Around this time of year I start spending a lot of time at toy stores; Rhi’s second birthday is in October, Ellie turns five in November, and both girls get Christmas gifts. Before I actually went shopping, I began to make a list of desirable items in my head.
As RhiRhi (RuiRui, if you prefer) is in a dual language pre-school, and gets 4 hours or so of Mandarin a day, a dual English/Mandarin toy or a doll that speaks Mandarin sounded like a good idea to me.
This wasn’t working out quite the way I’d planned. Mandarin is the second most widely spoken language in Singapore. Why aren’t there toys that count/colors/etc in Mandarin? Why was this proving hard?
I consulted twitter, and the news from local parents wasn’t good.
Such toys are hard to find.
How abt those toys that can do voice recording? Get someone to say a few lines in Chinese n Rhi can play them back
Popular has dvds and books, but not toys
An American friend who “love(s) a good internet challenge. Especially when I should be sleeping” found me some options.
There was an affordable version of this but it was snapped up before I was able to buy it (although all the dolls I found were used-apparently the line of dolls has been discontinued). I ended up buying one for Rhiannon off US eBay. It’s being shipped to my in-laws and either brought here by them, or waiting in the US until our Christmas visit.
Far more affordable and easy to get was this toy cell phone. (Although, again, I had to order it from US Amazon, and have it shipped to my in-laws, who can bring it or toss it into our birthday care package). For the record, Ni Hao Kai-Lan is a US kids tv show.
This lion was found on US Amazon, and I was planning to order from the US. The US version counts in English, Spanish, French and Mandarin. However, when I went to Mustafa, I found the lion above, which speaks English, Mandarin, and Bhasa Indonesian for about 40SGD. This is the ONLY toy I have found in Singapore that that has the option to speak Mandarin.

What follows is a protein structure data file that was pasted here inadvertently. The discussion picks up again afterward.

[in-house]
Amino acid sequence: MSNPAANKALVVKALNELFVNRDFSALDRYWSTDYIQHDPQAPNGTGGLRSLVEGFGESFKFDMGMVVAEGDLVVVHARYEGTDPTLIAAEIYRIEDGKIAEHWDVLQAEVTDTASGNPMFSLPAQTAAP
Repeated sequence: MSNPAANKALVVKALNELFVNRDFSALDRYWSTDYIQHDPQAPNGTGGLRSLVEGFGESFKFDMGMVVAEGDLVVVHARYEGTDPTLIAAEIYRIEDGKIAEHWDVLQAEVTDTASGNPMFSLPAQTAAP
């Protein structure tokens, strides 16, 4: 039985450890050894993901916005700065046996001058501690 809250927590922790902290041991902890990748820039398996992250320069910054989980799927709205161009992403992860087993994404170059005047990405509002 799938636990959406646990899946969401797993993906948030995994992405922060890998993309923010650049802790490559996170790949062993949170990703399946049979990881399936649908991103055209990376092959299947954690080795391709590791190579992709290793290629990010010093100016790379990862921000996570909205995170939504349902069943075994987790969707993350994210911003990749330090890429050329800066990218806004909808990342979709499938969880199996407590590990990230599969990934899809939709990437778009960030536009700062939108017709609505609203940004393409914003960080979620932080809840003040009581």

Why is it, in a country where Mandarin is spoken by 50% of the population as their primary home language, I can’t find Mandarin speaking toys? WHY?!!!!???!!!??? (see 2010 stat here)
Seriously, why is it easier to find a Spanish speaking toy (not that there’s anything wrong with spanish speaking toys) than a Mandarin toy? I can’t be the only person to find this bizzare, and somehow wrong. Why is it easier for me to find a Mandarin speaking toy in the US than it is in Singapore, where it’s one of the official languages?
While we’re on bizzare toy trends, I need to get this off my chest….
Exactly why, when whites are not a majority racial group is almost EVERY freaking doll in Singapore WHITE? Racial diversity in dolls seems to be the white dolls that have brunette or red hair. White skin, blue eyes, blonde hair is what stares out at me from the doll sections of local toy stores.
It is worth noting that the most “Asian” thing I found at Toys R Us were Hello Kitty items. Which is disappointing.
A little over a year ago, I wrote a post about my misconceptions about what life would be like in Singapore before I moved here.
Misconception #5–That there would be a plethora of dolls that looked like my girls, instead of an ocean of white blonde dolls
My daughters are half Asian. They are not naturally blonde, nor are they particularly pale (I, on the other hand, buy the lightest possible shade of powder–and sometimes it’s too dark for my skin–or at least that was true when I lived in the US), although by Indian standards, they are very “fair.” Most dolls you see at Toys R Us do not look like them.